When it was first published in 1957, Noam Chomsky's Syntactic Structures seemed to be just a logical expansion of the reigning approach to linguistics. Soon, however, there was talk from Chomsky and his associates about plumbing mental structure; and a new phonology; and a new set of goals for the field, cutting it off completely from its ...
When it was first published in 1957, Noam Chomsky's Syntactic Structures seemed to be just a logical expansion of the reigning approach to linguistics. Soon, however, there was talk from Chomsky and his associates about plumbing mental structure; and a new phonology; and a new set of goals for the field, cutting it off completely from its anthropological roots and hitching it to a new brand of psychology. Rapidly, all of Chomsky's ideas swept the field. While the entrenched linguists were not looking for a messiah, apparently many of their students were. There was a revolution, a revolution which has colored the field of linguistics ever since. Chomsky's assault on the mainstream and his development of transformational-generative grammar was promptly endorsed by new linguistics recruits swelling the discipline in the sixties. Everyone was talking of the revolution and major breakthroughs seemed imminent. But something unexpected happened - Chomsky and his followers had a vehement and public falling out. In The Linguistics Wars, Randy Allen Harris traces the origins of this revolution in linguistics and tells how Chomsky began reevaluating the field and rejecting the extensions his students and erstwhile followers were making. Those he rejected (the generative semanticists) reacted bitterly, while new students began to pursue Chomsky's updated vision of language. The result was several years of infighting against the backdrop of the notoriously prickly sixties. The outcome of the dispute, Harris shows, was not a simple linear matter of a good theory beating out a bad one. The debates followed the usual trajectory of most large-scale clashes, scientific or otherwise. Both positionschanged dramatically in the course of the dispute - the triumphant Chomskyan position was very different from the initial one; the defeated generative semantics position was even more transformed. Interestingly, important features of generative semantics have since made their way into
New. This item is printed on demand. When it was first published in 1957, Noam Chomsky's Syntactic Structures seemed to be just a logical expansion of the reigning approach to linguistics. Soon, however, there was talk from Chomsky and his associates about pl.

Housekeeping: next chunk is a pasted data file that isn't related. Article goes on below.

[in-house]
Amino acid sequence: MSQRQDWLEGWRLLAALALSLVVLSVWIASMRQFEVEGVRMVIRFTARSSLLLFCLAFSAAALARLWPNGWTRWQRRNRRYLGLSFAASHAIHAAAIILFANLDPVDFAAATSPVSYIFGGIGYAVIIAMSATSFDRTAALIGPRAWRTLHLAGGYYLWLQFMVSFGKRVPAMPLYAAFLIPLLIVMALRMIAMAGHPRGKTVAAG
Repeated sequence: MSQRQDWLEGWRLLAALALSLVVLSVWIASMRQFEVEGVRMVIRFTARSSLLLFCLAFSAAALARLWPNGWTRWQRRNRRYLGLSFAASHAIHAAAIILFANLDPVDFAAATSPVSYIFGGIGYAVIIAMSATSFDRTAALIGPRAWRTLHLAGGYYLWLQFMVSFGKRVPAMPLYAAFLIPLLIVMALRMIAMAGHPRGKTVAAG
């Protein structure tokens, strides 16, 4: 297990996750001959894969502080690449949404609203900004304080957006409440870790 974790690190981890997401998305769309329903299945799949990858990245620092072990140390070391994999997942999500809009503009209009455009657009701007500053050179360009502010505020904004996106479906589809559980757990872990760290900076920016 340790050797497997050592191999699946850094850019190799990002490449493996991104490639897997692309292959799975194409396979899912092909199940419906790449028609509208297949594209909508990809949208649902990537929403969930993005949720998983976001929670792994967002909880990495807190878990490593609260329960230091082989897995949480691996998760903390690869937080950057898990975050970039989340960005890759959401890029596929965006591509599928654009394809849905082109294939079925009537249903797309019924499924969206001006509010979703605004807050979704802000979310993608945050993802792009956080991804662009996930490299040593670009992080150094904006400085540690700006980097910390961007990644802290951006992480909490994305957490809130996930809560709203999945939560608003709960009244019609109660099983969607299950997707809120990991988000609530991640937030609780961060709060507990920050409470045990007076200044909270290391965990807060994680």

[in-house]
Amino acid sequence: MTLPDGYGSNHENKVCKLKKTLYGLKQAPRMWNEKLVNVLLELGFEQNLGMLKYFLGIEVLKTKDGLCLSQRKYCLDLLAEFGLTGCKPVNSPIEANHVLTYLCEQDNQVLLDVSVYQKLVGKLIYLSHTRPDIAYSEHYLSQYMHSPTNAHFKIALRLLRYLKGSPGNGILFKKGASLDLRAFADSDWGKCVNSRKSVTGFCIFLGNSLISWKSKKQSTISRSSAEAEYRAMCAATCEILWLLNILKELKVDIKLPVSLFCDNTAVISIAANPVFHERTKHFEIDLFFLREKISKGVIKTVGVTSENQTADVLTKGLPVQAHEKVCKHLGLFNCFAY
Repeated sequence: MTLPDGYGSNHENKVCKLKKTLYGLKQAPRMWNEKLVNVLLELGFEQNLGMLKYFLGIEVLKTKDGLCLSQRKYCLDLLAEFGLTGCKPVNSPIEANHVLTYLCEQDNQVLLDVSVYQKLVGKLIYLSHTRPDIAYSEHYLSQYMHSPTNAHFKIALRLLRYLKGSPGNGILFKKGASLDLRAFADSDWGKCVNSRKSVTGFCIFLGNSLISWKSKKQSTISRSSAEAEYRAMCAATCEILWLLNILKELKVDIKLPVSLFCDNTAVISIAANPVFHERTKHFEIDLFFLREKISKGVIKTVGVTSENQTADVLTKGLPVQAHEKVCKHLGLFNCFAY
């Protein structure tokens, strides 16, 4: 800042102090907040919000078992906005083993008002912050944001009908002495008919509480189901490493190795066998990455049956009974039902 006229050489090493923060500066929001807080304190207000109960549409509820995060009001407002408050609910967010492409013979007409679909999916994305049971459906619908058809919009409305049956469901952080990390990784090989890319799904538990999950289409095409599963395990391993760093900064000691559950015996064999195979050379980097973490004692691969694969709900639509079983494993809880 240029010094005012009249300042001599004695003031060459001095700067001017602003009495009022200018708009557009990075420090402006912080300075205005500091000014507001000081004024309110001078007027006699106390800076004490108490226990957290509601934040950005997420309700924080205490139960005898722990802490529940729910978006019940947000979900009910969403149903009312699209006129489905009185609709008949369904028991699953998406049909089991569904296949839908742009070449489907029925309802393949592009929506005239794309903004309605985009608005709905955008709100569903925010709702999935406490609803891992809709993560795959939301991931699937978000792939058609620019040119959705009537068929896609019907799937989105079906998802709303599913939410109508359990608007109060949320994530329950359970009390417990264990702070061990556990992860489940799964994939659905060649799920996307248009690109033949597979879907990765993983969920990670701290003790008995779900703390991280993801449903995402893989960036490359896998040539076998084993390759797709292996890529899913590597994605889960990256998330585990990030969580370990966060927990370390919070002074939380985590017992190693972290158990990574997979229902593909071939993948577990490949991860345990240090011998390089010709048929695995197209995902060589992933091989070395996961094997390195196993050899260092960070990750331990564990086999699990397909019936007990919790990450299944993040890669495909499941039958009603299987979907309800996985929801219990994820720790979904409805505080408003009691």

If you are looking for some clue over the most celebrated and discussed and opposed position over language and our psychological there-to-be-demonstrated endowment of the last half a century - that is, Mr. Noam Chomsky's Generative Grammar - here's the book that you should read. With witty argumentation, subtle and humorous, a good capacity for historical summary and interesting insight into the personalities of the dramatis personae of the story Randy Allen Harris homages the displacement by Mr. Chomsky of American structuralist linguistics underlying both merits and shortcomings of his theory, including short but clear and efficacious explanations of the main theoretical questions the movement of Generative Grammar had taken, and pays attention to the dispute between the master and its former disciples, (with an eye always to the social and historical background, which saw the emergence of the so-called "counterculture" of the 60s, then into the recession of values of the 70s, and up into the savage 80s), which arisen just over these theoretical questions, that developed in the antagonist current of Generative Semantics, highlighting the general and particular differences and dwelling with intelligence on the reasons why Mr. Chomsky at last won the dispute, or as it is called by the protagonists, the "wars". An enjoyable, fresh, sparkling book which will keep you on the chair up to the last line.
Publishers Weekly, 1993-05-31 In this evenhanded, trenchant and witty academic chronicle, Harris looks at the fierce, acrimonious controversies that have rocked linguistics since the 1950s. At center stage is Noam Chomsky whose search for the innate structures underlying language revolutionized what had been primarily a descriptive, behavioristic science. Chomsky's followers, notably George Lakoff, James McCawley, Paul Postal and Haj Ross, came to view Chomskyan ``deep structure'' as a barrier to forging a link between sound and meaning. Their work, known as generative semantics, has been denounced by Chomsky as a heresy, but Harris, an English professor in Britain, credits generative semantics with making linguistics a vibrant, pluralistic field by introducing a crop of phenomena and methods which Chomsky had ignored. At the moment ``things don't look especially bright'' for Chomsky's model of language and mind, opines Harris, who asserts that the embattled, isolated Chomsky has borrowed ideas from his rivals and erstwhile followers. (July)
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